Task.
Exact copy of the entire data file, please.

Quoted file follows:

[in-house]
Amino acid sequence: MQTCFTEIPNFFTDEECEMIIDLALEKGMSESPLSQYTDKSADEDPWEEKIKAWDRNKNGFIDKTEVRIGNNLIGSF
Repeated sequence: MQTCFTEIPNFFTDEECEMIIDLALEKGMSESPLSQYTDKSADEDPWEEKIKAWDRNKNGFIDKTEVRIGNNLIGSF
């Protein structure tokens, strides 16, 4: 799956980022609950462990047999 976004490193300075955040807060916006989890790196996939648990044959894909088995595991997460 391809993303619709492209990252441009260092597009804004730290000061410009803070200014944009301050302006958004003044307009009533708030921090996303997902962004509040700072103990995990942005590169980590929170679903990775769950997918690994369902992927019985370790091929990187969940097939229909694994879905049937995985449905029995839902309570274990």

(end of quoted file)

[in-house]
Amino acid sequence: MQTCFTEIPNFFTDEECEMIIDLALEKGMSESPLSQYTDKSADEDPWEEKIKAWDRNKNGFIDKTEVRIGNNLIGSF
Repeated sequence: MQTCFTEIPNFFTDEECEMIIDLALEKGMSESPLSQYTDKSADEDPWEEKIKAWDRNKNGFIDKTEVRIGNNLIGSF
């Protein structure tokens, strides 16, 4: 799956980022609950462990047999 976004490193300075955040807060916006989890790196996939648990044959894909088995595991997460 391809993303619709492209990252441009260092597009804004730290000061410009803070200014944009301050302006958004003044307009009533708030921090996303997902962004509040700072103990995990942005590169980590929170679903990775769950997918690994369902992927019985370790091929990187969940097939229909694994879905049937995985449905029995839902309570274990």